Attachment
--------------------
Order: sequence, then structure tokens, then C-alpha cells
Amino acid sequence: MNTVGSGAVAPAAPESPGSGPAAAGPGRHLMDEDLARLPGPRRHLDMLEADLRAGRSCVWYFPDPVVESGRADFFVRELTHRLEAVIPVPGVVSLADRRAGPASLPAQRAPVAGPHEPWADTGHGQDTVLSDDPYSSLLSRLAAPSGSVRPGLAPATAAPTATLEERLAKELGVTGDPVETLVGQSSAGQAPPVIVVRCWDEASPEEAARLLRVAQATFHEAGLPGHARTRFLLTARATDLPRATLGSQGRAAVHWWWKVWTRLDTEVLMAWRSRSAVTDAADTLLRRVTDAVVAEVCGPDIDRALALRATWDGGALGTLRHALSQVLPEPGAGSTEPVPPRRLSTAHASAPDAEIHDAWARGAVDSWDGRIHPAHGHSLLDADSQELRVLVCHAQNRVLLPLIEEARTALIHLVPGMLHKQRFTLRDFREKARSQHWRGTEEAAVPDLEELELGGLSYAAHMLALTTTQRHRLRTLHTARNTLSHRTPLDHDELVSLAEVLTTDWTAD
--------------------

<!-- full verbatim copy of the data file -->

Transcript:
Order: sequence, then structure tokens, then C-alpha cells
Amino acid sequence: MNTVGSGAVAPAAPESPGSGPAAAGPGRHLMDEDLARLPGPRRHLDMLEADLRAGRSCVWYFPDPVVESGRADFFVRELTHRLEAVIPVPGVVSLADRRAGPASLPAQRAPVAGPHEPWADTGHGQDTVLSDDPYSSLLSRLAAPSGSVRPGLAPATAAPTATLEERLAKELGVTGDPVETLVGQSSAGQAPPVIVVRCWDEASPEEAARLLRVAQATFHEAGLPGHARTRFLLTARATDLPRATLGSQGRAAVHWWWKVWTRLDTEVLMAWRSRSAVTDAADTLLRRVTDAVVAEVCGPDIDRALALRATWDGGALGTLRHALSQVLPEPGAGSTEPVPPRRLSTAHASAPDAEIHDAWARGAVDSWDGRIHPAHGHSLLDADSQELRVLVCHAQNRVLLPLIEEARTALIHLVPGMLHKQRFTLRDFREKARSQHWRGTEEAAVPDLEELELGGLSYAAHMLALTTTQRHRLRTLHTARNTLSHRTPLDHDELVSLAEVLTTDWTAD